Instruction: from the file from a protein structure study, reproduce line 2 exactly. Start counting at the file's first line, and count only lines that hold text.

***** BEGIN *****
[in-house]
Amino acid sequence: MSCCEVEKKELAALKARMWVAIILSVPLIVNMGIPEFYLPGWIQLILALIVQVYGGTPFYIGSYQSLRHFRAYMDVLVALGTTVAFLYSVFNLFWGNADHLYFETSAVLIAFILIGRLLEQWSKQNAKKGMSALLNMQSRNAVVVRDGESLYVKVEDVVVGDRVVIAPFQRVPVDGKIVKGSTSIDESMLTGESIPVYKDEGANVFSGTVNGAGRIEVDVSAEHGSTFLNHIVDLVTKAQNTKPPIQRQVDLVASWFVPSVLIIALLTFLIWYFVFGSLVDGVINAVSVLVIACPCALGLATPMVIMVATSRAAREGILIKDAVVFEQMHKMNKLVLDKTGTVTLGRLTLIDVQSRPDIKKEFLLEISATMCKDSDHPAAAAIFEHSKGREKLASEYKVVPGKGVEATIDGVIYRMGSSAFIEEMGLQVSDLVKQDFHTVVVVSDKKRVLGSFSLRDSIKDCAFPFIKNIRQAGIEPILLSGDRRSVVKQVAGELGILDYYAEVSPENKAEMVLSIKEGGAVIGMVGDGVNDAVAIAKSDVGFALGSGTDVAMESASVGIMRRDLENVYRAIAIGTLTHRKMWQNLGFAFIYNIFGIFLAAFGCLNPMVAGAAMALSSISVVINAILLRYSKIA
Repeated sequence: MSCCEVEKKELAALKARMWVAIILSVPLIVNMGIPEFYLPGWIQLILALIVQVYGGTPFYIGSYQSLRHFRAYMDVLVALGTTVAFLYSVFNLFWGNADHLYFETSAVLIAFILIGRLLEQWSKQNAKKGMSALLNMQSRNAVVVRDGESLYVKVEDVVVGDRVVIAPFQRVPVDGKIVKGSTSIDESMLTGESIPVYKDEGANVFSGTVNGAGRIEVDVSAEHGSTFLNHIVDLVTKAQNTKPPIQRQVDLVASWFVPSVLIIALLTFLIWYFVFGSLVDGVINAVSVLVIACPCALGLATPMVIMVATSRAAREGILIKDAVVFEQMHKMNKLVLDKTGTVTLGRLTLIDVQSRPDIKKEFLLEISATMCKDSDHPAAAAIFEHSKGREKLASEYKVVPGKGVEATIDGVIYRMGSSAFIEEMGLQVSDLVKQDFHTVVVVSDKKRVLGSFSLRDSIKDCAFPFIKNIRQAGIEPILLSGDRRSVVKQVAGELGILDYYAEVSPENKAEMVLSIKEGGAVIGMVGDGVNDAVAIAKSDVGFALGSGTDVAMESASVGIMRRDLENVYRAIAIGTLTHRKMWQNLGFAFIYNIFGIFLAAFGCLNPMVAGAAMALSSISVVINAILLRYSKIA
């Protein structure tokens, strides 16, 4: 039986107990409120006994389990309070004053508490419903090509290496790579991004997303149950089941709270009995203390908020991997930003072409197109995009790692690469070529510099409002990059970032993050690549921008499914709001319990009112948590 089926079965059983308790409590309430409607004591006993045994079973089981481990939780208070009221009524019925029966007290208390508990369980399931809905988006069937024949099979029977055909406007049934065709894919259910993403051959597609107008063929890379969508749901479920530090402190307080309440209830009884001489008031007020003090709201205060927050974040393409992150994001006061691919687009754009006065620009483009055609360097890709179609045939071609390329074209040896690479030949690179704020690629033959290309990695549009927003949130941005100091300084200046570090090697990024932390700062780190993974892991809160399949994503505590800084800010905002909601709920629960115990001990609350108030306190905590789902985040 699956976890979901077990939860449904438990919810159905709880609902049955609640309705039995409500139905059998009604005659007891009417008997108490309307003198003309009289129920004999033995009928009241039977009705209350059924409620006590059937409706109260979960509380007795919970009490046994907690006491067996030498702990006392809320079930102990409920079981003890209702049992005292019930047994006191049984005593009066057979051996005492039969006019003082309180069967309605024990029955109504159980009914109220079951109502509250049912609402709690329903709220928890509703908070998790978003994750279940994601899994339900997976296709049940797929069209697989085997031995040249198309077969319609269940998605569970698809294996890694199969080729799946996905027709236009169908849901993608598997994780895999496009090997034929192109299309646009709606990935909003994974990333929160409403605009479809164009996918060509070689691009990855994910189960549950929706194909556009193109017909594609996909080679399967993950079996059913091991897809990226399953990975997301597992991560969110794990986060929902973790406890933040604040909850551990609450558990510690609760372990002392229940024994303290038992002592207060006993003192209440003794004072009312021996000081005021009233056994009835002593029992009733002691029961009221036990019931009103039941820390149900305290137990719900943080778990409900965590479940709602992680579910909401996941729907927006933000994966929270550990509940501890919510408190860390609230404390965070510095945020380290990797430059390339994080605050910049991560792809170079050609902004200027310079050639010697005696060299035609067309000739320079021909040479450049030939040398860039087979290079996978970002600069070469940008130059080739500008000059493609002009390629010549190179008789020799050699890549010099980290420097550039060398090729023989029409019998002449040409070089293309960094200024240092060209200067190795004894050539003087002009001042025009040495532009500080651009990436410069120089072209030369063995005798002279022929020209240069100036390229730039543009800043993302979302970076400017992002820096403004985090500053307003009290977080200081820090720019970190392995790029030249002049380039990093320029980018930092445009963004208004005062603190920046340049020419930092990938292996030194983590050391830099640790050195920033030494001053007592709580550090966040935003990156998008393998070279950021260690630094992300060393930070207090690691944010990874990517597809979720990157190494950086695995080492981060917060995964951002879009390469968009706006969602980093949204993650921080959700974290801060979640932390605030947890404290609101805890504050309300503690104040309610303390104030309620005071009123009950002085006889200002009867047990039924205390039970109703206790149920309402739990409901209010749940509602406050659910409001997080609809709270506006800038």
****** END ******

Amino acid sequence: MSCCEVEKKELAALKARMWVAIILSVPLIVNMGIPEFYLPGWIQLILALIVQVYGGTPFYIGSYQSLRHFRAYMDVLVALGTTVAFLYSVFNLFWGNADHLYFETSAVLIAFILIGRLLEQWSKQNAKKGMSALLNMQSRNAVVVRDGESLYVKVEDVVVGDRVVIAPFQRVPVDGKIVKGSTSIDESMLTGESIPVYKDEGANVFSGTVNGAGRIEVDVSAEHGSTFLNHIVDLVTKAQNTKPPIQRQVDLVASWFVPSVLIIALLTFLIWYFVFGSLVDGVINAVSVLVIACPCALGLATPMVIMVATSRAAREGILIKDAVVFEQMHKMNKLVLDKTGTVTLGRLTLIDVQSRPDIKKEFLLEISATMCKDSDHPAAAAIFEHSKGREKLASEYKVVPGKGVEATIDGVIYRMGSSAFIEEMGLQVSDLVKQDFHTVVVVSDKKRVLGSFSLRDSIKDCAFPFIKNIRQAGIEPILLSGDRRSVVKQVAGELGILDYYAEVSPENKAEMVLSIKEGGAVIGMVGDGVNDAVAIAKSDVGFALGSGTDVAMESASVGIMRRDLENVYRAIAIGTLTHRKMWQNLGFAFIYNIFGIFLAAFGCLNPMVAGAAMALSSISVVINAILLRYSKIA